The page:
United States Health and Human Services guidelines indicate that “when beginning physical activity during pregnancy, women should increase the amount gradually over time. The effects of vigorous-intensity aerobic activity during pregnancy have not been studied carefully, so there is no basis for recommending that women should begin vigorous-intensity activity during pregnancy”.
Resistance training recommendations:
As a general goal, try to maintain a reasonable level of fitness rather than optimizing it. Exercises should feel good and not overly strenuous or taxing on your body.
Base your program on your current level of fitness. Don’t do resistance training on consecutive days and generally 3d/wk incorporating a full body workout is adequate and ideal.
Posture, posture, posture:
As always, proper form with all exercises is a must!
As mentioned previously, focus on your core and proper alignment, but then go ahead and do squats, lunges, lat pull-downs, bicep curls, triceps extension, TRX training using your own body weight for resistance, modified dead lifts, etc.
5. Pregnancy activities to avoid
Avoid all sports involving risks of falls, trauma, or contact/collisions. No downhill skiing, skydiving, mountain biking, or contact sports.
Adjust intensity of exercise in high altitudes or extremely hot weather. Drink lots of water!
Signs and symptoms to stop exercise: dizziness, difficulty breathing before exertion, vaginal bleeding or amniotic fluid leakage, increased or new abdominal or back pain, decreased fetal movement, preterm labor.
6. If you have questions—ask your physical therapist!!
It’s better to address questions, musculoskeletal pain, or movement dysfunctions before and during pregnancy than waiting until after your baby is born for many reasons! One, having time to take care of yourself once your baby is born will be limited. And two, the demands of increasing weight gain, joint laxity, postural changes, and labor (obviously!) are taxing for your body and minor issues can lead to bigger problems as time progresses.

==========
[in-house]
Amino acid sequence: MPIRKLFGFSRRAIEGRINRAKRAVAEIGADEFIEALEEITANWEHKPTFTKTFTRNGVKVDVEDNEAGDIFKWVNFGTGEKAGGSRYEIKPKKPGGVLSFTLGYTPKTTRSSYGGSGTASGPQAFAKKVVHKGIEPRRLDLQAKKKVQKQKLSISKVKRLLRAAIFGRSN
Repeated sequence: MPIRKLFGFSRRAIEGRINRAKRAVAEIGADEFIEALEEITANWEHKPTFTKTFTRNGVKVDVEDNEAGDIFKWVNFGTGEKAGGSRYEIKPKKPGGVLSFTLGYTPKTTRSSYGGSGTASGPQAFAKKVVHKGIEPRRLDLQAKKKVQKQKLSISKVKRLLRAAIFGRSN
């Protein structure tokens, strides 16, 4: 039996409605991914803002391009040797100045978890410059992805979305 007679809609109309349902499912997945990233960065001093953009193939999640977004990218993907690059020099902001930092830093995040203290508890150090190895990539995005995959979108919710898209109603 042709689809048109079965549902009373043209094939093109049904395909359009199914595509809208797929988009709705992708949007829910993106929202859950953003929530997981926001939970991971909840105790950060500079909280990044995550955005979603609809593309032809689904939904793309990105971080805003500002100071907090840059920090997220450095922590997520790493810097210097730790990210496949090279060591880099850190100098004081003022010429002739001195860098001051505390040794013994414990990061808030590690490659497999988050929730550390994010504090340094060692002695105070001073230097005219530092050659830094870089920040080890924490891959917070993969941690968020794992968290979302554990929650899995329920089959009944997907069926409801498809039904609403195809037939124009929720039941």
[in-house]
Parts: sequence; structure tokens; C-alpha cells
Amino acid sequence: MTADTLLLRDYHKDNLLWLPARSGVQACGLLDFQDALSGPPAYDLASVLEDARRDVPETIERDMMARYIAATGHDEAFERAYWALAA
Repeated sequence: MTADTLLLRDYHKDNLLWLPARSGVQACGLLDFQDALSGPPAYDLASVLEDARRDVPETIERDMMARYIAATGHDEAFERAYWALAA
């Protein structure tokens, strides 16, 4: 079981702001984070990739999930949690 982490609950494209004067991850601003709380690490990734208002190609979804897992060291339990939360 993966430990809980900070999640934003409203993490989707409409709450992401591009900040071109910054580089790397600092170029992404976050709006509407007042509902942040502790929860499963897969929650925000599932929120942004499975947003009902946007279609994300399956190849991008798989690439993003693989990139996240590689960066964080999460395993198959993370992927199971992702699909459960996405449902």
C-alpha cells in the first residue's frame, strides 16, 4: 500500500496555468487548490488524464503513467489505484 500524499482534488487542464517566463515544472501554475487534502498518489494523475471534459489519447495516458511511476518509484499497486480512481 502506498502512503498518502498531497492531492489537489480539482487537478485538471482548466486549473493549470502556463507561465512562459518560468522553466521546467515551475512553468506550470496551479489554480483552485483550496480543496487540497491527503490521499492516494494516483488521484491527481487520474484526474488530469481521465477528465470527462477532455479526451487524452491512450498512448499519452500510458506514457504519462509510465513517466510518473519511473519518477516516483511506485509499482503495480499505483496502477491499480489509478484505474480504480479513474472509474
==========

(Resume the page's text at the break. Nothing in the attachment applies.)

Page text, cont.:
Physical therapy can help with many common pregnancy related issues like low back pain, sacroiliac joint pain, or helping to manage symptoms and improve function for those with Diastasis Recti (when the 2 sides of your abdominal muscle separates).
Physical therapy can also help with postpartum complications like pain and muscle imbalances from carrying and handling your infant, incontinence and pelvic floor dysfunction, and basic strengthening and retraining for your core to improve posture and aide in transitioning back to your normal daily routines, including work and/or recreational activities.
If you are reading this I’m guessing you or a loved one is pregnant or planning to be. I hope this helped give you a guideline for how to safely exercise throughout your pregnancy. Again, make sure to get cleared by your doctor before following any program. From personal experience, regular walking seemed to make the most sense for me. I was terribly nauseous for almost my whole pregnancy both times but getting outside in the fresh air and getting my heart rate up made a huge difference. Find what works for you and keep moving!!
We are here to help. If you feel you need professional help to improve your alignment, posture and help prevent further or future injury please don’t hesitate to contact us (925) 284-6150.
Written by Naomi Schambelan, Physical Therapist at Lafayette Physical Therapy, Inc.
Arranged and Edited by Zack Krumland, BSBA, PR & Marketing Coordinator
ACOG Committee Obstetric Practice. ACOG Committee Opinion, No. 267, January 2002: Exercise during pregnancy and the postpartum period. Obstet Gynecol 99: 171–173, 2002
Disclaimer This article is intended as general health information and is not intended to provide individual specific medical advice, professional diagnosis, opinion, treatment or services to you or any other individual. Please consult your doctor or a medical professional before starting or changing a health, fitness, or nutrition program.